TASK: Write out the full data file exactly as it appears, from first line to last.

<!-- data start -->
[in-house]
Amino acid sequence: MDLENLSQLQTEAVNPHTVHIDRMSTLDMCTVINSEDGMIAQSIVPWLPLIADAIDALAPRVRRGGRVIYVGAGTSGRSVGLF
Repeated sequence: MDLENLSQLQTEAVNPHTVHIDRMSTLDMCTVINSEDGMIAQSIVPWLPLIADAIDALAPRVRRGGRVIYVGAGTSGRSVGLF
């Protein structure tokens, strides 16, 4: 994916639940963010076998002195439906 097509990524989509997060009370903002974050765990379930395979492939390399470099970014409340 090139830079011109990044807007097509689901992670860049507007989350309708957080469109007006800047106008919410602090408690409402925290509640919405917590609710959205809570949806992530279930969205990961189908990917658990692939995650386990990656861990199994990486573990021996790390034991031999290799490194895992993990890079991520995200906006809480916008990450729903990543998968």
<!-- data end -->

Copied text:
[in-house]
Amino acid sequence: MDLENLSQLQTEAVNPHTVHIDRMSTLDMCTVINSEDGMIAQSIVPWLPLIADAIDALAPRVRRGGRVIYVGAGTSGRSVGLF
Repeated sequence: MDLENLSQLQTEAVNPHTVHIDRMSTLDMCTVINSEDGMIAQSIVPWLPLIADAIDALAPRVRRGGRVIYVGAGTSGRSVGLF
């Protein structure tokens, strides 16, 4: 994916639940963010076998002195439906 097509990524989509997060009370903002974050765990379930395979492939390399470099970014409340 090139830079011109990044807007097509689901992670860049507007989350309708957080469109007006800047106008919410602090408690409402925290509640919405917590609710959205809570949806992530279930969205990961189908990917658990692939995650386990990656861990199994990486573990021996790390034991031999290799490194895992993990890079991520995200906006809480916008990450729903990543998968």